The year after this novel was published; Amy committed suicide by inhaling carbon monoxide fumes from burning charcoal. It was a tragic waste of unfulfilled talent and led to her (like many excellent women writers of the period) all but passing from literary view. Nevertheless, some of her work has been republished in recent years, suggesting a possible revival of her reputation in the 21st century.
”Its directness, its uncompromising truths, its depth of feeling, and above all, its absence of any single superfluous word, make it, in some sort, a classic.”
Oscar Wilde on Reuben Sachs
Thank you Paula for introducing us to Amy Levy. You tell us a gripping tale about
a brave young woman and a very gifted and passionate one at that.
I had never heard about her but will now see if I can find some of her written work, being poetry or a novel.
I like the review by Oscar Wilde on Reuben Sachs.
Thank you, Miriam. So glad you feel inspired to read Amy Levy’s work. 😊
Thanks for this article, Paula. Persephone Books are doing an amazing job, aren’t they?
I’ve added this one to my TBR.
Thanks, Camille. Yes indeed, Persephone Books has saved a great many interesting authors from literary oblivion. They’re a total one-off!
So glad you featured her on your blog- I hadn’t heard of her though the name Reuben Sachs seems vaguely familiar. Would love to read something by her and get to know more about her.
Thank you. Glad you found it of interest. I hope you enjoy discovering Amy Levy’s writing. 😊
I love hearing about new writers – particularly women ones – from the past. I say particularly women because we have so few women’s voices that I want to hear more. I used to buy Virago books in its early days because they were reviving older women writers. I know of Persephone of course but haven’t bought any of their books to date. That might change soon.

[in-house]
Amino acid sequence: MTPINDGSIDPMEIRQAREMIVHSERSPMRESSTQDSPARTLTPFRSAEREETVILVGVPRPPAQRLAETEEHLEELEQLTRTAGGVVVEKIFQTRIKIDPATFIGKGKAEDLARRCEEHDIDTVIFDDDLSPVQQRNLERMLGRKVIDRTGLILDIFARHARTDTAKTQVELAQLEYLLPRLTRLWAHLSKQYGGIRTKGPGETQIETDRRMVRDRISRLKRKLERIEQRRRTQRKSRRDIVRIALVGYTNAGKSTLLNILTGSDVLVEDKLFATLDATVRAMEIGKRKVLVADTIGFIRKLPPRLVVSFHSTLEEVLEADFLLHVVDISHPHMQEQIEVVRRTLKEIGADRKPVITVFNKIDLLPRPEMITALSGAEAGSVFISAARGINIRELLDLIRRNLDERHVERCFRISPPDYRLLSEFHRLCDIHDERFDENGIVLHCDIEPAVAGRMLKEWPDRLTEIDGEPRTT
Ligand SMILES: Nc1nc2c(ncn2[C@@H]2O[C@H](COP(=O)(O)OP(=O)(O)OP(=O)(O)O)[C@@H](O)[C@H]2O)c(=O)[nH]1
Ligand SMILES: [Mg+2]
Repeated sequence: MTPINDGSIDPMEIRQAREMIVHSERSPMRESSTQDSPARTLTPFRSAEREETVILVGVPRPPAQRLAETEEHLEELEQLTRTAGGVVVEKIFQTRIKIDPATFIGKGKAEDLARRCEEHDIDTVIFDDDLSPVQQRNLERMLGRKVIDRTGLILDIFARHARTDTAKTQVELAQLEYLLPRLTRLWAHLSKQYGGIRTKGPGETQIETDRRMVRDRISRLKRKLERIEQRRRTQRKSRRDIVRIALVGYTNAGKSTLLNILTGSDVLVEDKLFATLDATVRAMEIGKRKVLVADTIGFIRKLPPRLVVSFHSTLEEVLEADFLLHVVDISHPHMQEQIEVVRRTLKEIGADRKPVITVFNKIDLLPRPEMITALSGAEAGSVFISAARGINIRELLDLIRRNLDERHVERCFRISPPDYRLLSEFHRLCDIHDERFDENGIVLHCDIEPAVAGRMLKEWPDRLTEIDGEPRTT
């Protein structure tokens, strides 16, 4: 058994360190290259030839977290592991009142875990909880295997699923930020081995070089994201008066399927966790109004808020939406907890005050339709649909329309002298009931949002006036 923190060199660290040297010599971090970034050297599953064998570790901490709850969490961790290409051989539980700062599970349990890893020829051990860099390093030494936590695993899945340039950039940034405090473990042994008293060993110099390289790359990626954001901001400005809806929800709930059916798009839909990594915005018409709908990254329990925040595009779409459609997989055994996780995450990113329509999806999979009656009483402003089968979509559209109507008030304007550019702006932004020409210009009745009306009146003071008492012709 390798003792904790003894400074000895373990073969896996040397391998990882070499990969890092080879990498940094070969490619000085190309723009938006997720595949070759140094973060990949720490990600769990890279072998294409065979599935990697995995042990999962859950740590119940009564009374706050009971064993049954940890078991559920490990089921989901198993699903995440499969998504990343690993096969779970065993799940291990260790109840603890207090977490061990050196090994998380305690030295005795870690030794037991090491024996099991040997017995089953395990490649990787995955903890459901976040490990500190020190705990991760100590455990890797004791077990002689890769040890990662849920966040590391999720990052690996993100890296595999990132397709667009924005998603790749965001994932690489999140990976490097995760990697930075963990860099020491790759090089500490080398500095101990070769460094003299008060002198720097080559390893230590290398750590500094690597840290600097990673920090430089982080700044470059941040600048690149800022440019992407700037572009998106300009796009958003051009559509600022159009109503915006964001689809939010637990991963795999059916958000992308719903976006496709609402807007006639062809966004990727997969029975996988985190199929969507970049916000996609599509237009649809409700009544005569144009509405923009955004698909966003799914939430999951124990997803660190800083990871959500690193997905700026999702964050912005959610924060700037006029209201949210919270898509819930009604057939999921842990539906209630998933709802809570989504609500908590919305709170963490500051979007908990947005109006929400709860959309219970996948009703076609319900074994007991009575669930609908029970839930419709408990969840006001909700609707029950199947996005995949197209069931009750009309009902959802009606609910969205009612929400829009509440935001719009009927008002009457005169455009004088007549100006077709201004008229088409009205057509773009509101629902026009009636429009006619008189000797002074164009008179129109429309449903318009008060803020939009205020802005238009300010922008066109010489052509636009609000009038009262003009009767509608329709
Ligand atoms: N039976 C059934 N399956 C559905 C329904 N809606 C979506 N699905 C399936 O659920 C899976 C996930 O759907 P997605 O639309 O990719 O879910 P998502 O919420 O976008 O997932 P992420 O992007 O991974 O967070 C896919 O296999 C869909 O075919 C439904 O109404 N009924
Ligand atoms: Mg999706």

What a sad story – that awful sense of feeling lonely even though you may have friends and people around you. Devastating that she killed herself so young.
Thanks Sue. It was a difficult time to be a woman (still is in some countries) – I’m so glad I wasn’t born in that era. Persephone has rediscovered all sorts of neglected (mainly mid 20th-century female) authors. They have a very loyal following – and deservedly so. Yes, a sad story indeed. I think she was probably quite a sensitive young woman and must have felt desperately alone.
Thank you for sharing this mini-biography. I hadn’t heard of Amy Levy prior to this post; she sounds like someone I should certainly look into! Persephone has done a great job bringing nearly forgotten women writers back to the fore, which is why I love to follow them. As a Jew myself, I feel reading Reuben Sachs should be high on my TBR.
You’re very welcome, Jackie. Since it was the 130th anniversary of Reuben Sachs being published I thought it may be a good time to write a short piece on Amy Levy. She was a troubled soul but had something special. Sadly her talents were never able to fully develop. I’m sure the Jewish aspects of this book will interest you, too.
How interesting! Three books by the age of 27 is a big accomplishment. And sad that she died so young… I wonder what clinched it for her?
Thanks for the introduction!
You’re very welcome, Naomi. Yes I agree, she was a fascinating character – talented from such an early age. So very sad she chose to end her life.